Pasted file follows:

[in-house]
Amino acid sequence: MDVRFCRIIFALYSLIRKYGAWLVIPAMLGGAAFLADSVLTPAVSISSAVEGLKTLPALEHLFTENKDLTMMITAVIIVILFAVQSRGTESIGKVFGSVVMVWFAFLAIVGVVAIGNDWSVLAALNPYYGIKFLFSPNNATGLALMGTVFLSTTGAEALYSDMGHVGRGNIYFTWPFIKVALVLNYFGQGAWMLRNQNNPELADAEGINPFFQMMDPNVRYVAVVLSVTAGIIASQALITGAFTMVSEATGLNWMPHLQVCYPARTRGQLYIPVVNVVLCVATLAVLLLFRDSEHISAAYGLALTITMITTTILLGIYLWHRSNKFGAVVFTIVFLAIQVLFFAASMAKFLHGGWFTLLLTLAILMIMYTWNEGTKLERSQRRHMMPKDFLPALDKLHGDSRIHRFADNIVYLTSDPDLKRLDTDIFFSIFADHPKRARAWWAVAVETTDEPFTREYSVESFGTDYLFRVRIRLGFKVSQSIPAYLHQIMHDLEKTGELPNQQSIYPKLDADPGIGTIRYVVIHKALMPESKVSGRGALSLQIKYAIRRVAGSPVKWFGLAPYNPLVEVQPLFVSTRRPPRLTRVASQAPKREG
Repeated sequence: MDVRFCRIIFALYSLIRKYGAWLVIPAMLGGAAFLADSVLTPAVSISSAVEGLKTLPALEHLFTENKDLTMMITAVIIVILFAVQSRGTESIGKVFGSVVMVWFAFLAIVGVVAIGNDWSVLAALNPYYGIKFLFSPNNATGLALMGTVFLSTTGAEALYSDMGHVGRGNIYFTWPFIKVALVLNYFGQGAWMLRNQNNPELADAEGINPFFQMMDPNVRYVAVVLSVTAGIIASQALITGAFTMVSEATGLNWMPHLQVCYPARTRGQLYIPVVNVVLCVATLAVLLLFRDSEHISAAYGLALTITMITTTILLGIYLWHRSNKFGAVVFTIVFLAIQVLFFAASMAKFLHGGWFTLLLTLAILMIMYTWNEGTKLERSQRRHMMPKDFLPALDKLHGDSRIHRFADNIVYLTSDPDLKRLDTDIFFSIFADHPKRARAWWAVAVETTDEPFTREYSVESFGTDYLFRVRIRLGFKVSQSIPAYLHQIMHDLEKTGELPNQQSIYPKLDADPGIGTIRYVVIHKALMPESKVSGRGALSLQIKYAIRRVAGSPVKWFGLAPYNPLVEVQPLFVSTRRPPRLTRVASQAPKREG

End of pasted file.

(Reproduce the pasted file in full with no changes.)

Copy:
[in-house]
Amino acid sequence: MDVRFCRIIFALYSLIRKYGAWLVIPAMLGGAAFLADSVLTPAVSISSAVEGLKTLPALEHLFTENKDLTMMITAVIIVILFAVQSRGTESIGKVFGSVVMVWFAFLAIVGVVAIGNDWSVLAALNPYYGIKFLFSPNNATGLALMGTVFLSTTGAEALYSDMGHVGRGNIYFTWPFIKVALVLNYFGQGAWMLRNQNNPELADAEGINPFFQMMDPNVRYVAVVLSVTAGIIASQALITGAFTMVSEATGLNWMPHLQVCYPARTRGQLYIPVVNVVLCVATLAVLLLFRDSEHISAAYGLALTITMITTTILLGIYLWHRSNKFGAVVFTIVFLAIQVLFFAASMAKFLHGGWFTLLLTLAILMIMYTWNEGTKLERSQRRHMMPKDFLPALDKLHGDSRIHRFADNIVYLTSDPDLKRLDTDIFFSIFADHPKRARAWWAVAVETTDEPFTREYSVESFGTDYLFRVRIRLGFKVSQSIPAYLHQIMHDLEKTGELPNQQSIYPKLDADPGIGTIRYVVIHKALMPESKVSGRGALSLQIKYAIRRVAGSPVKWFGLAPYNPLVEVQPLFVSTRRPPRLTRVASQAPKREG
Repeated sequence: MDVRFCRIIFALYSLIRKYGAWLVIPAMLGGAAFLADSVLTPAVSISSAVEGLKTLPALEHLFTENKDLTMMITAVIIVILFAVQSRGTESIGKVFGSVVMVWFAFLAIVGVVAIGNDWSVLAALNPYYGIKFLFSPNNATGLALMGTVFLSTTGAEALYSDMGHVGRGNIYFTWPFIKVALVLNYFGQGAWMLRNQNNPELADAEGINPFFQMMDPNVRYVAVVLSVTAGIIASQALITGAFTMVSEATGLNWMPHLQVCYPARTRGQLYIPVVNVVLCVATLAVLLLFRDSEHISAAYGLALTITMITTTILLGIYLWHRSNKFGAVVFTIVFLAIQVLFFAASMAKFLHGGWFTLLLTLAILMIMYTWNEGTKLERSQRRHMMPKDFLPALDKLHGDSRIHRFADNIVYLTSDPDLKRLDTDIFFSIFADHPKRARAWWAVAVETTDEPFTREYSVESFGTDYLFRVRIRLGFKVSQSIPAYLHQIMHDLEKTGELPNQQSIYPKLDADPGIGTIRYVVIHKALMPESKVSGRGALSLQIKYAIRRVAGSPVKWFGLAPYNPLVEVQPLFVSTRRPPRLTRVASQAPKREG